Reasons for index admission
Many charts listed more than one reason for a patient's 1991 (index) admission. From the clinicians' perspective, the most commonly reported reason was worsening of symptoms, which was listed in 168 (84 percent) of the patients' records. Other reasons were aggression (60 patients, or 30 percent), concerns about risk of suicide (58 patients, or 29 percent), alcohol or drug abuse (44 patients, or 22 percent), psychosocial stress (40 patients, or 20 percent), court-ordered assessment (28 patients, or 14 percent), medication adjustment or destabilization (14 patients, or 7 percent), and medication noncompliance (8 patients, or 4 percent).
The reason for admission that patients cited most frequently was difficulty coping, which appeared in 146 (73 percent) of the patients' records. The next most common reason was persistence of symptoms (128 patients, or 64 percent), which closely paralleled clinicians' reporting of worsening of symptoms. However, although clinicians tended to report the worsening of symptoms as being recent, patients described long-standing problems with intractable symptoms. Other reasons cited were difficulties with relationships (80 patients, or 40 percent), medication noncompliance (60 patients, or 30 percent), drug or alcohol abuse (56 patients, or 28 percent), medical problems (28 patients, or 14 percent), and aggression (22 patients, or 11 percent).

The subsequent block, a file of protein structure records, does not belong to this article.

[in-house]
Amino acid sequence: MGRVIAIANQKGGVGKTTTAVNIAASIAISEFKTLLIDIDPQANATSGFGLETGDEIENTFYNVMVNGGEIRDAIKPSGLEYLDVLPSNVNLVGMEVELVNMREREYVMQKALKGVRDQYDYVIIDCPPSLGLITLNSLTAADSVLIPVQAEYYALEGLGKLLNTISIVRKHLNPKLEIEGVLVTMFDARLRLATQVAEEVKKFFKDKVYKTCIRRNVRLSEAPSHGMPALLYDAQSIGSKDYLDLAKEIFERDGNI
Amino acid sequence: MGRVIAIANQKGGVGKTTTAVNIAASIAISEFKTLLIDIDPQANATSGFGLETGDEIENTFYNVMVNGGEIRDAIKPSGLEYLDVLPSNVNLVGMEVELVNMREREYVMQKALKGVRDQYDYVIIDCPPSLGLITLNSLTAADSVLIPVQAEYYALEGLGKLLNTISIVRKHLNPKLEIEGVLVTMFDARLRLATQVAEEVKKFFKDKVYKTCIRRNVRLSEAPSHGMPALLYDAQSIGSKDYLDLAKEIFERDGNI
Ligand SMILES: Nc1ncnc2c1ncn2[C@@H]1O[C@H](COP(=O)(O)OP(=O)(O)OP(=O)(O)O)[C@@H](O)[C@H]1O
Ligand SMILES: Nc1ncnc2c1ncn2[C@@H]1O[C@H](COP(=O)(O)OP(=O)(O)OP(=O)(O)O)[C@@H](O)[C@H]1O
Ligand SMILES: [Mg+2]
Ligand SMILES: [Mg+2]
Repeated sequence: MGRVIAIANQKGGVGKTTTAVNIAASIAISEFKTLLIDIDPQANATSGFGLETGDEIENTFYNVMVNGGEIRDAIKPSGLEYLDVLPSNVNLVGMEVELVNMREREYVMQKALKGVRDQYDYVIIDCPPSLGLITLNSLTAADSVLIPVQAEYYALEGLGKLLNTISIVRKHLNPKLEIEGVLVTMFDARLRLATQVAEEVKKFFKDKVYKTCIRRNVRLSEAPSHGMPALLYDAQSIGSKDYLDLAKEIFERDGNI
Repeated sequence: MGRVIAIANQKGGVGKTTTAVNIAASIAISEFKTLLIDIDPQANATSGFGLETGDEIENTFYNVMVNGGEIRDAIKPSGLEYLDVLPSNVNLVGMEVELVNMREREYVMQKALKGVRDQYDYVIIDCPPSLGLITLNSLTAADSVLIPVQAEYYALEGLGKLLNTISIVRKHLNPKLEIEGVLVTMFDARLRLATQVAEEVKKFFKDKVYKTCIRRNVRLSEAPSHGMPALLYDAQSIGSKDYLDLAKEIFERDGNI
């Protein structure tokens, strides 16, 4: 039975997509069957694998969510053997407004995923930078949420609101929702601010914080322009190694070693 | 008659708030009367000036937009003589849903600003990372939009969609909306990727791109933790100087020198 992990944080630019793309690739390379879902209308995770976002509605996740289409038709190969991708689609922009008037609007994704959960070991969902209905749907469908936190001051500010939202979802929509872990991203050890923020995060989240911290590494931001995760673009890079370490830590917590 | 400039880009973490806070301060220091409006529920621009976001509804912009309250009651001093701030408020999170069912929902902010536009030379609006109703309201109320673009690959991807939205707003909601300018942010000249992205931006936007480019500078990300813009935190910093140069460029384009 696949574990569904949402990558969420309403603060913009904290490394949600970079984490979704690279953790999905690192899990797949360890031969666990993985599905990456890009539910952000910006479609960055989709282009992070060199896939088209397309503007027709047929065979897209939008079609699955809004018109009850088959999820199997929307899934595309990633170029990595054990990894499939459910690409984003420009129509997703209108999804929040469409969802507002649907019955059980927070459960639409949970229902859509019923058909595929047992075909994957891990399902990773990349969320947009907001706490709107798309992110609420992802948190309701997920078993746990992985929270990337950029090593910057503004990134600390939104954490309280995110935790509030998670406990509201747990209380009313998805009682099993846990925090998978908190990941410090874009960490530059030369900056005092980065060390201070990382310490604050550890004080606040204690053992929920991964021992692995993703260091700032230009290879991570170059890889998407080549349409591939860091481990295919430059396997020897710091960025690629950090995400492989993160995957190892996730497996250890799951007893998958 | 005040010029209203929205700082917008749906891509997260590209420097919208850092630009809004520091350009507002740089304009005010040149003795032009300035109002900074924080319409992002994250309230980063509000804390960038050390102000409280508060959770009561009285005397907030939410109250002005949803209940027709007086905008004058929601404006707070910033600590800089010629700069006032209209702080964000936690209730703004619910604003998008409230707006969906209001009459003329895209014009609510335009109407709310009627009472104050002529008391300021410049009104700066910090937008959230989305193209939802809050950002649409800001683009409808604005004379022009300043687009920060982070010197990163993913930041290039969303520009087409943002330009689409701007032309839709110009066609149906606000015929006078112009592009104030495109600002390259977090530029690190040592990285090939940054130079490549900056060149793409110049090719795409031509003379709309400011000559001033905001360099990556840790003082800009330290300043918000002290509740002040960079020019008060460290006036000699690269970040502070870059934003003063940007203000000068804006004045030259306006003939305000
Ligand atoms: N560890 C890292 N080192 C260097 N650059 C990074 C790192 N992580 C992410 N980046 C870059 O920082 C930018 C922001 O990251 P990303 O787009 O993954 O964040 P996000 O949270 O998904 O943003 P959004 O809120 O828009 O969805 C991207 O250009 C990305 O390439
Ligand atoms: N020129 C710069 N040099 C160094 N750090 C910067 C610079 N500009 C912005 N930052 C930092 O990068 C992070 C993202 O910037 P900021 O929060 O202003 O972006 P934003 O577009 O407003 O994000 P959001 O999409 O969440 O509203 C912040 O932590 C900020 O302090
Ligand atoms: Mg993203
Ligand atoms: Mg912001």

Readmissions after the index discharge
During the three years after the index discharge the mean±SD number of readmissions was 1.04±1.67 (range, zero to ten). Eighty-eight patients (44 percent) were readmitted at least once. The numbers of patients who had second, third, or fourth readmissions became increasingly smaller with the number of readmissions, as shown in t1. The mean length of stay and the mean time between admissions also declined with the number of readmissions. Patients who were readmitted had significantly more admissions to the study hospital before the index admission—their mean±SD number of admissions was 3.3±3.6, compared with 1.3±2.6 for those who were not readmitted. Similarly, the total number of admissions to any psychiatric facility was higher among patients who were readmitted (mean±SD, 7.3±6.4) than among those who were not readmitted (3.2±5.5).